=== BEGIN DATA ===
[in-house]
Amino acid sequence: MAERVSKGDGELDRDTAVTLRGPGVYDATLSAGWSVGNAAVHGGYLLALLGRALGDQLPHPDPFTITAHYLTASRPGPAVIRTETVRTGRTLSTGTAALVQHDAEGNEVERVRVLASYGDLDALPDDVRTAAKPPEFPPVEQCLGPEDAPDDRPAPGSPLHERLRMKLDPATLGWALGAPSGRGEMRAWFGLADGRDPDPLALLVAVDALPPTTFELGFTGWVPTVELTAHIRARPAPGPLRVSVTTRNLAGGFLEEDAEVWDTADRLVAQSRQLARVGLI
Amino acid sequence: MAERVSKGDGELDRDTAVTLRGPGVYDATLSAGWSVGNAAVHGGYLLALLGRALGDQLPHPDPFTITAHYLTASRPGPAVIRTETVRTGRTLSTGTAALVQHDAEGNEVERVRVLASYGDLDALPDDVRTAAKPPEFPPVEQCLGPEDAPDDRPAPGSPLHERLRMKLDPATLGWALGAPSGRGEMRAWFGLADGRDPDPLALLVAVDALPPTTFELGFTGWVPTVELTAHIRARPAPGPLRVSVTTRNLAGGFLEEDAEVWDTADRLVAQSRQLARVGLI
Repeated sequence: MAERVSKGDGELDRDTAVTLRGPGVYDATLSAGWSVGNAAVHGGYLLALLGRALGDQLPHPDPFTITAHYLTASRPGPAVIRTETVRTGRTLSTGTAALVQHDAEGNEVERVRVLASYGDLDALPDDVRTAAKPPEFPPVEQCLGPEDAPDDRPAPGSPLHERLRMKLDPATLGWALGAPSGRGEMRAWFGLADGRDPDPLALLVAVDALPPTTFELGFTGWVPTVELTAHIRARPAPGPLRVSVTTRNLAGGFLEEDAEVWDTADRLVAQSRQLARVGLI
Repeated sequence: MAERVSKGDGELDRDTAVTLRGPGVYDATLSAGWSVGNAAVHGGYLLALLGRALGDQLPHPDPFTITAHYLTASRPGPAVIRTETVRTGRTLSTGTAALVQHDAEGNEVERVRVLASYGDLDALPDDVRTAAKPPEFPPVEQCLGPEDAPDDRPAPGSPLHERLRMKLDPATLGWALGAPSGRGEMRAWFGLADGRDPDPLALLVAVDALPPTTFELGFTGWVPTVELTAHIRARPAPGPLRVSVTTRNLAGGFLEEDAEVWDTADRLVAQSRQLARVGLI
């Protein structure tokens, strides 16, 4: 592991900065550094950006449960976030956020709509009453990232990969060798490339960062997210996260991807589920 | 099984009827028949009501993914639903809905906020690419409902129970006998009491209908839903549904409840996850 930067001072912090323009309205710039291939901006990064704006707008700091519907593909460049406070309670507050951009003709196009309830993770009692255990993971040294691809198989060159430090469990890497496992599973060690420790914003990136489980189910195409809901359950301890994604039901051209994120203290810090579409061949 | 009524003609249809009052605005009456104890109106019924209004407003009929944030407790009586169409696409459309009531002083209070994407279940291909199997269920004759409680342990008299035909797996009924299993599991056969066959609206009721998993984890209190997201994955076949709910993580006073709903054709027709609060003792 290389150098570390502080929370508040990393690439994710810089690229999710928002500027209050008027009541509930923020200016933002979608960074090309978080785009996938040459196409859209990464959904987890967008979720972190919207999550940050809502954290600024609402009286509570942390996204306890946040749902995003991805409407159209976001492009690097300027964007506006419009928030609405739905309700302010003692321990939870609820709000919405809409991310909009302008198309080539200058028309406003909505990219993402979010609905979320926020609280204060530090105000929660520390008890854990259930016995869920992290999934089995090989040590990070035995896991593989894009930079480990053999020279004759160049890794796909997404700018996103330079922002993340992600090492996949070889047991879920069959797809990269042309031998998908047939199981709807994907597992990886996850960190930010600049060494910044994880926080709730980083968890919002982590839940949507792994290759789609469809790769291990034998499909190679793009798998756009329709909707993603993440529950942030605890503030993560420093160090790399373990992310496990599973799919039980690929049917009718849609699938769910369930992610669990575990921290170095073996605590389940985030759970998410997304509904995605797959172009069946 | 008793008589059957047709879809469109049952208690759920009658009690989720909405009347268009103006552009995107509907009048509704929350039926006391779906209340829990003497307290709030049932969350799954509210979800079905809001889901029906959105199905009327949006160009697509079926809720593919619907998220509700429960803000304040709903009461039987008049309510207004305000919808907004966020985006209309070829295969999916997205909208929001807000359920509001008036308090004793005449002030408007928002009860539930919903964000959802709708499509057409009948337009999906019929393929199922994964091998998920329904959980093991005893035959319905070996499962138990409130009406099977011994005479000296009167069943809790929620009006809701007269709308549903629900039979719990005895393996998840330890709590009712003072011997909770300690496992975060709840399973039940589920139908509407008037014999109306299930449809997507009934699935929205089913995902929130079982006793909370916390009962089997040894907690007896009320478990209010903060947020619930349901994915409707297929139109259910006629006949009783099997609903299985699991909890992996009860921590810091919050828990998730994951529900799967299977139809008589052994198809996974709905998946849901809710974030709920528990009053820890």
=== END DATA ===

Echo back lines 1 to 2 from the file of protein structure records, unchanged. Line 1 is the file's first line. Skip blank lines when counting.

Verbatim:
[in-house]
Amino acid sequence: MAERVSKGDGELDRDTAVTLRGPGVYDATLSAGWSVGNAAVHGGYLLALLGRALGDQLPHPDPFTITAHYLTASRPGPAVIRTETVRTGRTLSTGTAALVQHDAEGNEVERVRVLASYGDLDALPDDVRTAAKPPEFPPVEQCLGPEDAPDDRPAPGSPLHERLRMKLDPATLGWALGAPSGRGEMRAWFGLADGRDPDPLALLVAVDALPPTTFELGFTGWVPTVELTAHIRARPAPGPLRVSVTTRNLAGGFLEEDAEVWDTADRLVAQSRQLARVGLI